Moving from post-production to live sports, high-speed and accurate keying becomes essential to insert graphics into a live stream. As machines become better at recognizing shifting factors and understanding context, training AI through human assisted and ML to recognize complex shifting behavioral and environmental factors within a live sports match allows for quick setup time and continuous, real-time adjustment of the key— a task no human operator could achieve effectively.
In turn, automatic keying enables a director to have confidence that when AR assets are inserted or overlaid into the action, it will not compromise the quality of the output for viewers. The quality of an AI-driven keyer is unprecedented with precise adjustments made in real-time.
5. Object insertion and replacement enable production teams to play with reality. AI will empower producers to do this more often and more accurately.
The culmination of the developments discussed above: increased data, increased ML, accurate object identification, and automated keying are powerful AI tools for higher quality productions. Broadcasters can make content and graphics decisions on the fly, add, or change elements in a live stream and take the audience to new heights. Soon, viewers will demand speedy analysis and short-term probability predictions through AR as the standard for broadcast sporting events.
During the pandemic, broadcasters adopted AI and AR technology to enhance the viewing experience of sports when fans were not allowed in the stadiums. Canned audience audio and virtual fans were used alongside real-time visual data and stats on the feed throughout the pandemic as well. Take the Spanish football league, LaLiga, for example. The football league implemented artificial stadium audio into broadcasts to engage fans when their only option was to tune in from home. The AI layered audio recreates a familiar environment for remote viewers to feel as though the teams are not simply playing to an empty — or reduced capacity — stadium bringing the traditional game atmosphere to life.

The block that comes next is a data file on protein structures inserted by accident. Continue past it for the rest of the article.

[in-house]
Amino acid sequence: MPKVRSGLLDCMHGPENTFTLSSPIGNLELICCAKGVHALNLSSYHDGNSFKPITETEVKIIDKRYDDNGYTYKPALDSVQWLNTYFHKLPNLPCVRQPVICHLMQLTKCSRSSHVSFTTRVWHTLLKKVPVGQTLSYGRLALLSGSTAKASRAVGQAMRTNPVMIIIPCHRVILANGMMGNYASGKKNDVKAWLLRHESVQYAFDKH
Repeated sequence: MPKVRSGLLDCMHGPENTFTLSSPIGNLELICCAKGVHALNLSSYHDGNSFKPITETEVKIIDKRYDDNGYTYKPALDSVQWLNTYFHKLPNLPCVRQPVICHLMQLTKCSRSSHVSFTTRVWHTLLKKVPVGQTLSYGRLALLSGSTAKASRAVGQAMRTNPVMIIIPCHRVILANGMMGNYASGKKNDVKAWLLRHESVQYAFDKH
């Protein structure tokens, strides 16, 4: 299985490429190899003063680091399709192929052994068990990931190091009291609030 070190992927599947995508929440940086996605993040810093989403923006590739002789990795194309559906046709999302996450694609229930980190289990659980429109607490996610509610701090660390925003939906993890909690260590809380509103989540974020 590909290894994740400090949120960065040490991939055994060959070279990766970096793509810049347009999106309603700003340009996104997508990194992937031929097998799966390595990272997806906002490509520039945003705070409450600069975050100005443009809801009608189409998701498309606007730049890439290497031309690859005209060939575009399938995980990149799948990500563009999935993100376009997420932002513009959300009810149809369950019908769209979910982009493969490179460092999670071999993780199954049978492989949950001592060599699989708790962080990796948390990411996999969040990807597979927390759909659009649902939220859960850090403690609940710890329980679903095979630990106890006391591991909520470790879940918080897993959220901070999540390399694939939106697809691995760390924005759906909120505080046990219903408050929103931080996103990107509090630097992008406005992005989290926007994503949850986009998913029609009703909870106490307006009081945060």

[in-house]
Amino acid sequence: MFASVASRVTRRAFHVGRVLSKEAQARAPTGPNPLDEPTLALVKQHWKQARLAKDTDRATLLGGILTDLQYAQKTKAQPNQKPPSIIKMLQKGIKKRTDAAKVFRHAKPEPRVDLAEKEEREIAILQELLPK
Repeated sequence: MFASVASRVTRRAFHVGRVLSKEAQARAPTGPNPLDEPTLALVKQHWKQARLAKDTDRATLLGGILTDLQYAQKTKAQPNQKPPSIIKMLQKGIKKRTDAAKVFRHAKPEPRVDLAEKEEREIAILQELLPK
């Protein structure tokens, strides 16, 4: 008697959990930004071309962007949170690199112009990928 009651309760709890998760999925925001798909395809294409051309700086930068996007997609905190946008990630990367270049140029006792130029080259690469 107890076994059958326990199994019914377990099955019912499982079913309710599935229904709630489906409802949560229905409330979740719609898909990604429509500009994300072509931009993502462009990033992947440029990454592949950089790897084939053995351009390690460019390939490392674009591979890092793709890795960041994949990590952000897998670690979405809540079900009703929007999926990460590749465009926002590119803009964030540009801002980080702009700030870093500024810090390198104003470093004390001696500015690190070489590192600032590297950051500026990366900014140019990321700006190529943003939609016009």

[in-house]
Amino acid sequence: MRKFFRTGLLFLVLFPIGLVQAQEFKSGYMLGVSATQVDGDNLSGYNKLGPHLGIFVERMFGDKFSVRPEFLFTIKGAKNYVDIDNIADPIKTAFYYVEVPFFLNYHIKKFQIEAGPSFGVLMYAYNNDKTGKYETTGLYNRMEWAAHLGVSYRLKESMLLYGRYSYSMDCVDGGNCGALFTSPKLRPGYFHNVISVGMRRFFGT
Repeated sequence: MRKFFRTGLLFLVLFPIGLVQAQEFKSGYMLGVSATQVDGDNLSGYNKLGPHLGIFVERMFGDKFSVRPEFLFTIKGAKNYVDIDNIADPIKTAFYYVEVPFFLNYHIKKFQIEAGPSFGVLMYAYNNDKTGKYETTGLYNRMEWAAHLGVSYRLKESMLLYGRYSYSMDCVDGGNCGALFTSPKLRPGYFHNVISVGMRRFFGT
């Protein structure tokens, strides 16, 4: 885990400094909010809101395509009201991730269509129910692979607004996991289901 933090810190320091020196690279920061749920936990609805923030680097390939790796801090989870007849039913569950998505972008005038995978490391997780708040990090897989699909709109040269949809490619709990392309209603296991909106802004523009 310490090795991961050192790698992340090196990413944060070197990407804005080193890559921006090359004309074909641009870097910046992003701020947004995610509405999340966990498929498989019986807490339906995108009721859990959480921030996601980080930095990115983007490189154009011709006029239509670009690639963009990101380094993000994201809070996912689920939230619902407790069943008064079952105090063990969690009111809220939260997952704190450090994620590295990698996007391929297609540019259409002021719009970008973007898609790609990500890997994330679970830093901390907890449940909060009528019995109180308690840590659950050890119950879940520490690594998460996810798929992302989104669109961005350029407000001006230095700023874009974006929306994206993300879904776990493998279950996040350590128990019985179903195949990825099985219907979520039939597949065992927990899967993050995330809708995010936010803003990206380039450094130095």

Quidich Innovation Labs have seen a similarly positive response to its use of AR technology to provide cricket fans at home with a full view of the field. For the first time, spectators watching from home have complete access to live player positional data and can see a rendering of the whole field. This full-field view was previously unavailable due to camera positioning and view restraints. Now longtime fans and those just tuning in can better understand the game of cricket in and out of the stadium.
Andre Torsvik is vice president of marketing strategy at Vizrt Group
Andre Torsvik, Vice President, Marketing Strategy at Vizrt Group